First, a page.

Coconut Oil: Due to marketing efforts over the years, people have been taught that unless soap has lots bubbles their bodies aren’t getting clean. To give a soap this desired lather factor we use Coconut Oil. Want a dual purpose oil? Coconut Oil also will make a very hard bar of soap. We typically use between 20 and 30% of Coconut Oil in a batch of soap, however, not all soaps we make will have this percentage range as Coconut Oil.

Palm Kernel Oil: In the blog kitchen, we use Coconut Oil and Palm Kernel Oil interchangeably because they give the finished bar of soap similar lather, color and firmness. Palm Kernel Oil will make a very hard bar and does not contribute any color to the finished bar of soap. I have used both Palm Kernel and Coconut in a bar of soap and found that recipe was my favorite, but you don’t have to use both oils in the same recipe.

Palm Oil: This oil is one of the more universal oils and contributes firmness to soap along with a straw color. Many people refer to this oil as vegetable tallow and frequently use it as a filler oil. Many luxury soaps use Palm Oil because it gives soap a special texture and color.

Hydrogenated Soybean Oil: I regard Hydrogenated Soybean Oil as one of those oils that help reduce the costs of the ingredients as well as an oil that contributes to the hardness of the final bar of soap. The soap will be firm, white and have a creamy texture.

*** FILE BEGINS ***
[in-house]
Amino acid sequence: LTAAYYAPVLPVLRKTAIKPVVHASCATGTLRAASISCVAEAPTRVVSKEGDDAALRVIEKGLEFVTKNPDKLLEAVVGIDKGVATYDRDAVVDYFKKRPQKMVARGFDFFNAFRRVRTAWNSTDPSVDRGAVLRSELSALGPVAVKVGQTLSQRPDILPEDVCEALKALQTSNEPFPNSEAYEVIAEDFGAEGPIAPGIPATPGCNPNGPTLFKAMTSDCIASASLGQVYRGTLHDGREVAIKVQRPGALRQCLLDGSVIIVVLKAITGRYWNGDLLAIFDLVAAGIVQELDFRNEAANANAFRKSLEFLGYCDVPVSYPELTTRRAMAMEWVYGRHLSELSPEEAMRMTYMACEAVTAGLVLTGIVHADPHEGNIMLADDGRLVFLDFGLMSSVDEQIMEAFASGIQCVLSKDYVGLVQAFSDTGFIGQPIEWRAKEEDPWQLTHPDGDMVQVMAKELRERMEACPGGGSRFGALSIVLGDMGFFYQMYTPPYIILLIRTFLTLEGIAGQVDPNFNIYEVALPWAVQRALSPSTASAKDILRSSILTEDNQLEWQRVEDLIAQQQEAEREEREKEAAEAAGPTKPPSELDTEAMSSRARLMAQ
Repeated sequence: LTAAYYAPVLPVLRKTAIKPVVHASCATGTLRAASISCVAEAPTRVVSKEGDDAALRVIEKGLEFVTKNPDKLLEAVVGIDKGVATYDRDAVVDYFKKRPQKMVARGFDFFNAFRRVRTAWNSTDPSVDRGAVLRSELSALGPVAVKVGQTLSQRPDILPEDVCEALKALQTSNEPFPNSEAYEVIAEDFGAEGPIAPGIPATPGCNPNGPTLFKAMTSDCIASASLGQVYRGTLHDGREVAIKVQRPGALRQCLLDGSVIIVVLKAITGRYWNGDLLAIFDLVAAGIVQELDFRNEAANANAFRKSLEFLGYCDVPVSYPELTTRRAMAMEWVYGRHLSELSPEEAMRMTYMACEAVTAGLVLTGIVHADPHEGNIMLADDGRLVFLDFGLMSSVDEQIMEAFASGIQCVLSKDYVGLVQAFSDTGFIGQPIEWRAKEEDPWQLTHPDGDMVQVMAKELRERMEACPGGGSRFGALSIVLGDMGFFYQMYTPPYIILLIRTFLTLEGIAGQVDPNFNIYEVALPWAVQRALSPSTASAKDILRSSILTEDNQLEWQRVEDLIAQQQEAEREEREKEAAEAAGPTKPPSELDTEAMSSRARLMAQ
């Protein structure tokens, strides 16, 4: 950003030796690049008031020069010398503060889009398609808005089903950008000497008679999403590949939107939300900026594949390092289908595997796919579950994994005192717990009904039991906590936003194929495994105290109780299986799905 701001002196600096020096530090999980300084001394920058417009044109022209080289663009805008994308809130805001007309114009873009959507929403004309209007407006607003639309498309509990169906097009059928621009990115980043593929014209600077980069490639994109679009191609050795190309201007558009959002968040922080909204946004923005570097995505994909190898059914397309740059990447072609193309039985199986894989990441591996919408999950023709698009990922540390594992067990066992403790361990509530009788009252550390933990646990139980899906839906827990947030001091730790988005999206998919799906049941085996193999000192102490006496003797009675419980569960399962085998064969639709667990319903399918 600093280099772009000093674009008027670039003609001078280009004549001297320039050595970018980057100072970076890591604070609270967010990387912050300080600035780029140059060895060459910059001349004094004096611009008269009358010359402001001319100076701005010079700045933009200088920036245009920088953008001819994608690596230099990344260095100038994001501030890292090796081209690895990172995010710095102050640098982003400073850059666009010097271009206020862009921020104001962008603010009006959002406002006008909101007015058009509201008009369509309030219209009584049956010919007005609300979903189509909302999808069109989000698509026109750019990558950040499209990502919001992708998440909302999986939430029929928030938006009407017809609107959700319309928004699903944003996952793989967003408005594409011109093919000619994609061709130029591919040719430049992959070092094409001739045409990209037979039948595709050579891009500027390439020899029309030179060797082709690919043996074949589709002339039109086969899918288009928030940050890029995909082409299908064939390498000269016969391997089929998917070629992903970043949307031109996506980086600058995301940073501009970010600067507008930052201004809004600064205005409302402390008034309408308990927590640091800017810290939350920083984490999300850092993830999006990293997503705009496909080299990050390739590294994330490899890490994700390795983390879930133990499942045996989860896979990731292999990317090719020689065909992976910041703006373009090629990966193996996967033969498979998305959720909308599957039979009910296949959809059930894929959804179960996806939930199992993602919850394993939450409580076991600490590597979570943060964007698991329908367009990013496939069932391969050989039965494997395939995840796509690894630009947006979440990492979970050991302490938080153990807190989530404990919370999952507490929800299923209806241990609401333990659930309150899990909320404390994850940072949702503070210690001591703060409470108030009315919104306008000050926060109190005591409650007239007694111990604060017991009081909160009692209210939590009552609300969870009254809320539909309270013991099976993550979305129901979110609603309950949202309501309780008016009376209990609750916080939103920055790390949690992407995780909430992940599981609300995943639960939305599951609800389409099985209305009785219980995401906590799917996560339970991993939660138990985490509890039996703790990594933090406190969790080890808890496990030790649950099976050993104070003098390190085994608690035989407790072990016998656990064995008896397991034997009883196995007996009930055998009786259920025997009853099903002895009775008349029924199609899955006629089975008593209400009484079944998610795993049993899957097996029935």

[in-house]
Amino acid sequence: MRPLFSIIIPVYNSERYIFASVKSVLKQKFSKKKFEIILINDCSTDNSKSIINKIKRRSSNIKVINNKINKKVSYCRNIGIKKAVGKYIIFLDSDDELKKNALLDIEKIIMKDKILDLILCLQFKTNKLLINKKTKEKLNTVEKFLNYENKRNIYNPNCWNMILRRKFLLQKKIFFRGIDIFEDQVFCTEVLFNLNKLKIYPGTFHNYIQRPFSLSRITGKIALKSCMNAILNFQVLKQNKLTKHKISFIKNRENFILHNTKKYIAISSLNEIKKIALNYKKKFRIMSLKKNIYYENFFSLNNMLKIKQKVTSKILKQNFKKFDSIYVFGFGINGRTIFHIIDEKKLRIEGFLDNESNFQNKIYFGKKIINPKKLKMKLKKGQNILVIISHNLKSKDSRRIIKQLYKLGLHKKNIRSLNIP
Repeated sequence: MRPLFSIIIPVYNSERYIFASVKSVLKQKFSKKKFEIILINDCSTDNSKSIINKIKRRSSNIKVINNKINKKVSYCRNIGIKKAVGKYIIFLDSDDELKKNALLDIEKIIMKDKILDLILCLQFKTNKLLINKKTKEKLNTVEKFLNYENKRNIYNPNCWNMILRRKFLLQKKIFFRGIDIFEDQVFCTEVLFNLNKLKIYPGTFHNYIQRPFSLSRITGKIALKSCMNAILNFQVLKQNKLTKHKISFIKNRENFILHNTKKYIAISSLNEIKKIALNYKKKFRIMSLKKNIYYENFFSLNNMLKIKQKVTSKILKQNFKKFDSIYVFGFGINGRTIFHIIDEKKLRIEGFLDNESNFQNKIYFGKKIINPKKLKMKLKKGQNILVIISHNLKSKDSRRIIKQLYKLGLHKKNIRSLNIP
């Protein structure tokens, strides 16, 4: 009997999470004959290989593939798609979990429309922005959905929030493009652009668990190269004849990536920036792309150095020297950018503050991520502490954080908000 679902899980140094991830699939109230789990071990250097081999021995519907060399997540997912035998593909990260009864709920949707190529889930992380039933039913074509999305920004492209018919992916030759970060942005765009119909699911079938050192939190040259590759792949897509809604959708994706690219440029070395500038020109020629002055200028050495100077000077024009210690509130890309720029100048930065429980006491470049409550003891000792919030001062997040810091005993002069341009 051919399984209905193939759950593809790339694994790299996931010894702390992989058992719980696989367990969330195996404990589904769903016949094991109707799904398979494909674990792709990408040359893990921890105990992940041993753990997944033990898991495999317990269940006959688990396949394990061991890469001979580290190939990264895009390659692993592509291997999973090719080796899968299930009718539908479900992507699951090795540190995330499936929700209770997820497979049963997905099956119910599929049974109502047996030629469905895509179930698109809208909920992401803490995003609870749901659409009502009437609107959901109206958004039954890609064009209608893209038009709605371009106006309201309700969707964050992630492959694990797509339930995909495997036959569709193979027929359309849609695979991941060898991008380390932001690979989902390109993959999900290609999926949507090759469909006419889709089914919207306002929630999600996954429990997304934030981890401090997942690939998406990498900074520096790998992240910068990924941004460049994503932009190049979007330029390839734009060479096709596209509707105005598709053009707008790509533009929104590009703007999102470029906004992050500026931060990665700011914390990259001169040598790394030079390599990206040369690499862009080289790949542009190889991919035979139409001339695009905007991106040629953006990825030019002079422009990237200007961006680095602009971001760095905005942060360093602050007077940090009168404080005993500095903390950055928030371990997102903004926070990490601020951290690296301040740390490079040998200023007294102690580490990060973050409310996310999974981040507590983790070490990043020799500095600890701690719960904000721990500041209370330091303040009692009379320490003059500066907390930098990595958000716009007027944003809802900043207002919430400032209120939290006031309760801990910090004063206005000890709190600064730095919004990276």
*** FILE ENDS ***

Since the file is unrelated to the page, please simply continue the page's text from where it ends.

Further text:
Olive Oil: We recommend Olive Oil in soaps for many reasons. It is easy to find in most kitchens and grocery stores so you can make soap at 2 in the morning if you desire! It also contributes a dense “cream” to the lather that helps give a stable foundation for the large bubbles from the Coconut or Palm Kernel Oils. Olive Oil is a slow to trace oil that helps slow things down without making a soap prone to stalling so it can extend the working time of the raw soap. Soaps made with Olive Oil are also noted to be mild and soothing on skin which makes it a favorite ingredient of many soapmakers.

Luxury Addition Oils: My choices are just two of the many potential oils that I feel can give a soap a little extra “Oomph.” I only add a small amount of these luxury or splurge oils to a single batch of soap so they are still a cost effective addition to soap.